On Tuesday, June 14th, NATO announced that if a NATO member country becomes the victim of a cyber attack by persons in a non-NATO country such as Russia or China, then NATO’s Article V “collective defense” provision requires each NATO member country to join that NATO member country if it decides to strike back against the attacking country.
The preliminary decision for this was made two years ago after Crimea abandoned Ukraine and rejoined Russia, of which it had been a part until involuntarily transferred to Ukraine by the Soviet dictator Nikita Khrushchev in 1954. That NATO decision was made in anticipation of Ukraine’s ultimately becoming a NATO member country, which still hasn’t happened. However, only now is NATO declaring cyberwar itself to be included as real “war” under the NATO Treaty’s “collective defense” provision.
NATO is now alleging that because Russian hackers had copied the emails on Hillary Clinton’s home computer, they could take advantage of her having privatized her U.S. State Department communications. The result? Access to U.S. State Department business that was stored on it. According to NATO, this could constitute a Russian “attack” against the United States of America.
This would, if Obama declares it to be a Russian invasion of the U.S., trigger NATO’s mutual-defense clause and so require all NATO nations to join with the U.S. government in going to war against Russia, if the U.S. government so decides.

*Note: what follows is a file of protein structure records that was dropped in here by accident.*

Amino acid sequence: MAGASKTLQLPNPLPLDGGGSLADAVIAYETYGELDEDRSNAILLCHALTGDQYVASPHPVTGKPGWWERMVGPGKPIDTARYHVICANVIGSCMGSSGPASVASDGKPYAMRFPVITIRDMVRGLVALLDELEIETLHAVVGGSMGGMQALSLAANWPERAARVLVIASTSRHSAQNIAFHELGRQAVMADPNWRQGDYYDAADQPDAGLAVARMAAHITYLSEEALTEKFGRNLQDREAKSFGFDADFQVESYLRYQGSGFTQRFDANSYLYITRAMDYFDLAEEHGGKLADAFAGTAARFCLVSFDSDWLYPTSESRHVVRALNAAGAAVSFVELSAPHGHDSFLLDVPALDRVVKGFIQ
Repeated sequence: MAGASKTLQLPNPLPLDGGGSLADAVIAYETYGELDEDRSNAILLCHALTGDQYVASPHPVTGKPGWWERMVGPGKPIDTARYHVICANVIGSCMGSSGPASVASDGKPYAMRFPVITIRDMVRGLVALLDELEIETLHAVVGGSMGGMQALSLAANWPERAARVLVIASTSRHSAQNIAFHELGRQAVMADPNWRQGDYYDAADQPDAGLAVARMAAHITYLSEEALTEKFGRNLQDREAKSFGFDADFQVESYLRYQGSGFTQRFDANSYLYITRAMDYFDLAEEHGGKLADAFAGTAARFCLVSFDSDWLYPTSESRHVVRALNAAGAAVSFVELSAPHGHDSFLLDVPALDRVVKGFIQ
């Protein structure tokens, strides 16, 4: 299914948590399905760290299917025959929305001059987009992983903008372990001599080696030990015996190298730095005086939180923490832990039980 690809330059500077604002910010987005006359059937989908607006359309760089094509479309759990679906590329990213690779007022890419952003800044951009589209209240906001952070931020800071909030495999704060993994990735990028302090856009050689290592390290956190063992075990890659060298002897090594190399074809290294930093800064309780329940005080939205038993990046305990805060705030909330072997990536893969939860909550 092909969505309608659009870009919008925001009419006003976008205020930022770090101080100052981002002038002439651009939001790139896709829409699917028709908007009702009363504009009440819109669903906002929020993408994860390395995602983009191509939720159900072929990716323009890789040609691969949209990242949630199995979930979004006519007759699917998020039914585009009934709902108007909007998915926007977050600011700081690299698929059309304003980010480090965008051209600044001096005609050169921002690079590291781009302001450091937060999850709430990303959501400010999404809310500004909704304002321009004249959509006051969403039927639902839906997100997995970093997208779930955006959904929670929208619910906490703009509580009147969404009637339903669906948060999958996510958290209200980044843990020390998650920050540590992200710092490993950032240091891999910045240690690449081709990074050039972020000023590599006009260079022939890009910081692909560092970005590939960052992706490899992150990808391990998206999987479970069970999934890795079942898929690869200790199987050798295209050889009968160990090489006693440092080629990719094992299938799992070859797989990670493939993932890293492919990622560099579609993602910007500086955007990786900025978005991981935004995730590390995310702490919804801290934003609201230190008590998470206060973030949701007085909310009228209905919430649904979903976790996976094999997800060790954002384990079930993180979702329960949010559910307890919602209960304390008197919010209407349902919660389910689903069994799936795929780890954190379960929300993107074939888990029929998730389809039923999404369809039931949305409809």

With the new NATO policy, which was announced on June 14th, in which a cyber-attack qualifies automatically as constituting “war” just like any traditional attack, proof of the target-nation’s guilt might no longer be necessary. But this has been left vague in the published news reports about it.
In the context of the June 14th NATO announcement that cyberwar is the same as physical war, Obama might declare the U.S. to have been invaded by Russia when former U.S. Secretary of State Hillary Clinton’s State Department emails were copied by someone in Russia.
It’s a hot issue now between Russia and the United States, and so, for example, on the same day, June 14th, Reuters headlined “Moscow denies Russian involvement in U.S. DNC hacking,” and reported that, “Russia on Tuesday denied involvement in the hacking of the Democratic National Committee database that U.S. sources said gained access to all opposition research on Republican presidential candidate Donald Trump.”
In previous times, espionage was treated as being part of warfare, and, after revelations became public that the U.S. was listening in on the phone conversations of German Chancellor Angela Merkel, espionage has become recognized as being simply a part of routine diplomacy (at least for the United States). But now, under the new NATO policy, it might be treated as being equivalent to a physical invasion by an enemy nation.
At the upcoming July 8th-9th NATO Summit meeting, which will be happening in the context of NATO’s biggest-ever military exercises on and near the borders of Russia, called “Atlantic Resolve”, prospective NATO plans to invade Russia might be discussed in order to arrive at a consensus plan for the entire alliance.
However, even if that happens, it wouldn’t be made public… Because war-plans never are.
Source: Info Wars